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Ritual

Cecillia Etkin

Cecillia Pollock Etkin’s faith in Judaism delivered her from seven concentration camps during the Holocaust and in 1950 to the Seattle Orthodox Jewish community where she lovingly served as the “mikveh lady” for 27 years, from 1970-1997. Born in Sighet, Romania in 1922, Cecillia was deported to Auschwitz in 1944 where her parents and many siblings were murdered. In 1945 Cecillia emigrated to New York City, married Seattle native Nathan Etkin, and moved to Seattle with him where she ran her own dressmaking business and raised four children. As Seattle’s first volunteer “mikveh lady” she prepared the ritual bath according to Orthodox Jewish law, and counseled brides and married women, converts, the sick and the elderly, who sought her quiet spiritual guidance.

Tillie Israel De Leon

An independent, intelligent, and industrious woman, Tillie De Leon is the matriarch of the original Peha family in Seattle, Sephardic immigrants from the Greek Island of Rhodes. One of the first Sephardic children born in Seattle, Tillie’s ground-breaking life continued when she left her close-knit community and moved to Los Angeles to take an accounting job. Married and widowed in Los Angeles, Tillie married Albert De Leon and returned with him to Seattle. Ever hardworking and optimistic, Tillie continued her paid work until age 80, and remains active in volunteer activities.

Sally Gottesman's Letter to Temple Shomrei Emunah

Sally Gottesman reading the letter she wrote in 1974 to the ritual committee of Temple Shomrei Emunah, requesting a Saturday morning Bat Mitzvah. View transcript.
Credit: Courtesy of Sally Gottesman
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JWA use only on jwa.org

Sally Gottesman reading the letter she wrote in 1974 to the ritual committee of Temple Shomrei Emunah, requesting a Saturday morning Bat Mitzvah. View transcript.
Credit: Courtesy of Sally Gottesman

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“A Blessing for This Day” Excerpt

From “A Blessing for This Day,” talk by Marcia Falk at “Illuminating the Unwritten Scrolls: Women’s Spirituality and Jewish Tradition” conference, November 1984. View transcript.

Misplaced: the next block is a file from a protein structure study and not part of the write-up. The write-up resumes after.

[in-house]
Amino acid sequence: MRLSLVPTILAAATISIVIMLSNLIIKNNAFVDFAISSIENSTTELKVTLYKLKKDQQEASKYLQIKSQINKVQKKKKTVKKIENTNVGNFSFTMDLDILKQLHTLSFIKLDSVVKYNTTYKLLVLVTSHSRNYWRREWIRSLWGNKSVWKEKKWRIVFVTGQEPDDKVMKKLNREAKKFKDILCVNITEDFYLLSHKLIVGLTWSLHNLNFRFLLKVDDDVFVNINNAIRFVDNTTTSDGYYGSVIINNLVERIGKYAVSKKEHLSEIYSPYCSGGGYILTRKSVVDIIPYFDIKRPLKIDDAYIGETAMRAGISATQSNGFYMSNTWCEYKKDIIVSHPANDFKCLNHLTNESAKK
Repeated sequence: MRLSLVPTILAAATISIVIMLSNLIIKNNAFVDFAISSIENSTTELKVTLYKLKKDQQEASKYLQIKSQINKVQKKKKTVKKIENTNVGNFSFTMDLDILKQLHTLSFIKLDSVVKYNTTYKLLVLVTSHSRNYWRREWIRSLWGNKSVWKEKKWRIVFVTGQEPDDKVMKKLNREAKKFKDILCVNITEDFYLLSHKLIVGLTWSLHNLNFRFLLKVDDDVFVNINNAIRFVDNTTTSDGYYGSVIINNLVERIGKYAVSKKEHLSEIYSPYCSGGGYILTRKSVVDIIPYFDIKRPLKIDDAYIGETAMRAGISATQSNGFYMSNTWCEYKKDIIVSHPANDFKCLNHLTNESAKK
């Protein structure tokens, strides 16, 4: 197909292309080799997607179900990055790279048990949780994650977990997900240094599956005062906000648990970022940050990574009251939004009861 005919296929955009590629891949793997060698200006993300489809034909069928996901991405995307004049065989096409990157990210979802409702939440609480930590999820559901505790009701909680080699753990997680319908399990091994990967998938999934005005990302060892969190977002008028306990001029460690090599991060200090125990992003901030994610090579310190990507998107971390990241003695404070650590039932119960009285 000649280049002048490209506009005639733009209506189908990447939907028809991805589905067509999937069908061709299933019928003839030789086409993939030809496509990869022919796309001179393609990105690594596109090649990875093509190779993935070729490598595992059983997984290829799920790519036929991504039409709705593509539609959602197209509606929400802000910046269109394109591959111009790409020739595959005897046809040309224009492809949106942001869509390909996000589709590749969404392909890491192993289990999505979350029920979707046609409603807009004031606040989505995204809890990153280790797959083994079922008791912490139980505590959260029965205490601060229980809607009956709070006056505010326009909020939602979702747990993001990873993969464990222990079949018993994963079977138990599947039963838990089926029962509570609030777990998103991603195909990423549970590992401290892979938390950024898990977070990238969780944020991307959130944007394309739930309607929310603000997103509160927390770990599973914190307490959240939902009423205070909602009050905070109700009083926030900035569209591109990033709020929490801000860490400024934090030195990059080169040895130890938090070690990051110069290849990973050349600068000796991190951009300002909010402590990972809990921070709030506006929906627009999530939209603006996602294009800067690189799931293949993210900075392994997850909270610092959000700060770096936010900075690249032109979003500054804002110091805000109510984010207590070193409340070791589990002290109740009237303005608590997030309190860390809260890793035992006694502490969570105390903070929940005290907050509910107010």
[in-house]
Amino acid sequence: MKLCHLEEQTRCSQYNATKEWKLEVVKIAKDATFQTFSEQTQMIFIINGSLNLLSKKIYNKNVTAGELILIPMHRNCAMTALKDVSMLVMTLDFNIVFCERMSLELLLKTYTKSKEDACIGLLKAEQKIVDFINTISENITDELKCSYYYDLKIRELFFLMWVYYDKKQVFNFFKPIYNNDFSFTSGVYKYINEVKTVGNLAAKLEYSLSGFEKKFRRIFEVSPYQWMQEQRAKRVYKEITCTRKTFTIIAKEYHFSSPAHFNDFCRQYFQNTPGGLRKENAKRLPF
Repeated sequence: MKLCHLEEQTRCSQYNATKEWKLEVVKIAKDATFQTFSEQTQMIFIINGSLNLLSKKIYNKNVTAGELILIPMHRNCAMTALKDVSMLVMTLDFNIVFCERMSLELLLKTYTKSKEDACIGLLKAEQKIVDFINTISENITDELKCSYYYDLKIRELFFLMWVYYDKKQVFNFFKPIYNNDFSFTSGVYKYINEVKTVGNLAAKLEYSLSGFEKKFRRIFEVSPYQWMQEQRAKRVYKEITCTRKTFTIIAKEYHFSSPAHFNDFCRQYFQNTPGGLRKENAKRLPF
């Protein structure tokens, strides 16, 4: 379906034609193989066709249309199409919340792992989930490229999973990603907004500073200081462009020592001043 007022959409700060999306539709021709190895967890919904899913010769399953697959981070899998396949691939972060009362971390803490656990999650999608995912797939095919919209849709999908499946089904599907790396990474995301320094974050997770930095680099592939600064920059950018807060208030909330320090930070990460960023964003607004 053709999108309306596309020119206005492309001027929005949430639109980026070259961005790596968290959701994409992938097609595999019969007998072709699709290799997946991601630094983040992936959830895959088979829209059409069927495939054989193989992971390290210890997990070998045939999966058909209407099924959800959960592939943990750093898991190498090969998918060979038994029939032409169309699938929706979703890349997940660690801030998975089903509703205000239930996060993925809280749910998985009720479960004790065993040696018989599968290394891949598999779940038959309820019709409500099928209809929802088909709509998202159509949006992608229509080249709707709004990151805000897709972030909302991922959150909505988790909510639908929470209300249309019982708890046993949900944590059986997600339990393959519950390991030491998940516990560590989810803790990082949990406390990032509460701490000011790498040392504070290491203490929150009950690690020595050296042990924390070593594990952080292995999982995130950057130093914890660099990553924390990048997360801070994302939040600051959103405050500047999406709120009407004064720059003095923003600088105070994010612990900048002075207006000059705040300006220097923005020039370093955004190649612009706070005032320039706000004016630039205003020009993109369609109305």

Courtesy of Marcia Lee Falk.
Rights
JWA use only on jwa.org

From “A Blessing for This Day,” talk by Marcia Falk at “Illuminating the Unwritten Scrolls: Women’s Spirituality and Jewish Tradition” conference, November 1984. View transcript.


Courtesy of Marcia Lee Falk.

Related content:

"A Blessing for This Day" Talk by Marcia Falk at "Illuminating the Unwritten Scrolls: Women’s Spirituality and Jewish Tradition" Conference, November 1984

From “A Blessing for This Day,” talk by Marcia Falk at “Illuminating the Unwritten Scrolls: Women’s Spirituality and Jewish Tradition” conference, November 1984. View transcript.
Credit: “A Blessing for This Day,”, © 1984 by Marcia Lee Falk.
Rights
JWA use only on jwa.org

From “A Blessing for This Day,” talk by Marcia Falk at “Illuminating the Unwritten Scrolls: Women’s Spirituality and Jewish Tradition” conference, November 1984. View transcript.
Credit: “A Blessing for This Day,”, © 1984 by Marcia Lee Falk.

Related content:

Hannah Elbaum, May 1, 2010

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Hannah Elbaum becoming a bat mitzvah, May 1, 2010.
Courtesy of Hannah Elbaum.

Hannah Elbaum becoming a bat mitzvah, May 1, 2010.

Courtesy of Hannah Elbaum.

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Feminism: More Than Just a Lens to View the World

Somewhere towards the end of my freshman year of high school, I became the class feminist. You know, the girl who always has to speak up about slut-shaming and rape culture and “where are the women in this narrative?”

I had begun to read feminist blogs, and the critical gender lens they used on everything from history, to clothing, to everything in between rapidly became part of my worldview. Right as I was hitting my stride as “that angry feminist,” I studied in the Dr. Beth Samuels High School Program at Drisha in New York. In addition to being a feminist, I was (and remain) a lover of Talmud. Spending the summer with other girls who took Judaism and Jewish text study seriously was a formative experience for me.

The erudite feminist women who taught us became my role models. (It was not unusual for us “Drishettes” to enthusiastically exclaim to one another that “I want to be insert-name-of-teacher-here when I grow up!” after a particularly great class.)

Avigayil Halpern Davening

avigayildavening.jpg
Avigayil Halpern davening.

Avigayil Halpern davening.

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JOFA: Beyond Belief - Part 3

In her final interview before leaving JOFA, Elana Sztokman talks about Orthodox feminism and JOFA. This is the final part of our three-part series, posting weekly.
Read part one here.
Read part two here.

Susan Reimer-Torn: Do most JOFA women want full inclusion in Jewish ritual life as currently practiced by men? Or are they looking for another, more woman-oriented approach to the communal or spiritual experience?

Rosie the Riveter Wearing Tefillin

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Rosie the Riveter wearing tefillin.
Courtesy of Miriam Atta

Rosie the Riveter wearing tefillin.

Courtesy of Miriam Atta

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How to cite this page

Jewish Women's Archive. "Ritual." (Viewed on April 28, 2016) <http://jwa.org/topics/ritual>.

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